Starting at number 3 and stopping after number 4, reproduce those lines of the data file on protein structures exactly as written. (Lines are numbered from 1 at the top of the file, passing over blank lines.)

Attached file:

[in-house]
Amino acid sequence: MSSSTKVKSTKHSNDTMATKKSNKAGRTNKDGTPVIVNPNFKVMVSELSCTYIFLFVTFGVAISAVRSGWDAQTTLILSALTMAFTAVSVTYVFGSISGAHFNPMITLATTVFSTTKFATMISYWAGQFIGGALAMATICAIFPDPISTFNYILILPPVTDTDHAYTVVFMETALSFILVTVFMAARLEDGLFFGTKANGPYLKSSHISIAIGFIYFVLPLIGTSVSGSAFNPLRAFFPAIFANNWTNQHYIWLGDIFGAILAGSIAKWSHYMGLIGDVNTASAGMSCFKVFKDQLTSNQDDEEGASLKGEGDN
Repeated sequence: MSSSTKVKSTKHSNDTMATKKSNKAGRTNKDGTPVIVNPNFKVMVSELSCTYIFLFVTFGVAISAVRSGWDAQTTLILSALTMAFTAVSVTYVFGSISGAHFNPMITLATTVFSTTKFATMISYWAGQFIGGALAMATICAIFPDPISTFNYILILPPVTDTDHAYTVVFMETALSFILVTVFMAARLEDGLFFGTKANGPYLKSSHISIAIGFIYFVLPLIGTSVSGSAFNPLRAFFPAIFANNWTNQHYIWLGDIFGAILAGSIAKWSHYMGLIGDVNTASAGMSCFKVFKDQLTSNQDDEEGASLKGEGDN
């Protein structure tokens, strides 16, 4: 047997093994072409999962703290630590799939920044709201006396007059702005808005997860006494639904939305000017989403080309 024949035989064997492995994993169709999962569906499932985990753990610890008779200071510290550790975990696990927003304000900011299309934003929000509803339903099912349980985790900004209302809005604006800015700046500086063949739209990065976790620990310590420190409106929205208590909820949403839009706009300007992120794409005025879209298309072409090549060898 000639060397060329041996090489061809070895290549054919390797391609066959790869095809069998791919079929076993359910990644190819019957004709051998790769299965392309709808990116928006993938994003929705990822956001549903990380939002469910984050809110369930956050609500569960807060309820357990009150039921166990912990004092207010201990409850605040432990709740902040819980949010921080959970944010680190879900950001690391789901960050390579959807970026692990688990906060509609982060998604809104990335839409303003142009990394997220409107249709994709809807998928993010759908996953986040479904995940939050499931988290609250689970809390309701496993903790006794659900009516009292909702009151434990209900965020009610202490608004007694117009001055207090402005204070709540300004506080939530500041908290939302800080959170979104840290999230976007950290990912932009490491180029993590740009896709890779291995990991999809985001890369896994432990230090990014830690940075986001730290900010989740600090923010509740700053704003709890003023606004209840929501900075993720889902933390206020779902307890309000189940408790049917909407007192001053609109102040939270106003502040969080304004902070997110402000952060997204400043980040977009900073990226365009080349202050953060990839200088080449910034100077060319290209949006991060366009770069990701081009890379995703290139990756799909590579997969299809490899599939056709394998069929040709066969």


Repeated sequence: MSSSTKVKSTKHSNDTMATKKSNKAGRTNKDGTPVIVNPNFKVMVSELSCTYIFLFVTFGVAISAVRSGWDAQTTLILSALTMAFTAVSVTYVFGSISGAHFNPMITLATTVFSTTKFATMISYWAGQFIGGALAMATICAIFPDPISTFNYILILPPVTDTDHAYTVVFMETALSFILVTVFMAARLEDGLFFGTKANGPYLKSSHISIAIGFIYFVLPLIGTSVSGSAFNPLRAFFPAIFANNWTNQHYIWLGDIFGAILAGSIAKWSHYMGLIGDVNTASAGMSCFKVFKDQLTSNQDDEEGASLKGEGDN
């Protein structure tokens, strides 16, 4: 047997093994072409999962703290630590799939920044709201006396007059702005808005997860006494639904939305000017989403080309 024949035989064997492995994993169709999962569906499932985990753990610890008779200071510290550790975990696990927003304000900011299309934003929000509803339903099912349980985790900004209302809005604006800015700046500086063949739209990065976790620990310590420190409106929205208590909820949403839009706009300007992120794409005025879209298309072409090549060898 000639060397060329041996090489061809070895290549054919390797391609066959790869095809069998791919079929076993359910990644190819019957004709051998790769299965392309709808990116928006993938994003929705990822956001549903990380939002469910984050809110369930956050609500569960807060309820357990009150039921166990912990004092207010201990409850605040432990709740902040819980949010921080959970944010680190879900950001690391789901960050390579959807970026692990688990906060509609982060998604809104990335839409303003142009990394997220409107249709994709809807998928993010759908996953986040479904995940939050499931988290609250689970809390309701496993903790006794659900009516009292909702009151434990209900965020009610202490608004007694117009001055207090402005204070709540300004506080939530500041908290939302800080959170979104840290999230976007950290990912932009490491180029993590740009896709890779291995990991999809985001890369896994432990230090990014830690940075986001730290900010989740600090923010509740700053704003709890003023606004209840929501900075993720889902933390206020779902307890309000189940408790049917909407007192001053609109102040939270106003502040969080304004902070997110402000952060997204400043980040977009900073990226365009080349202050953060990839200088080449910034100077060319290209949006991060366009770069990701081009890379995703290139990756799909590579997969299809490899599939056709394998069929040709066969």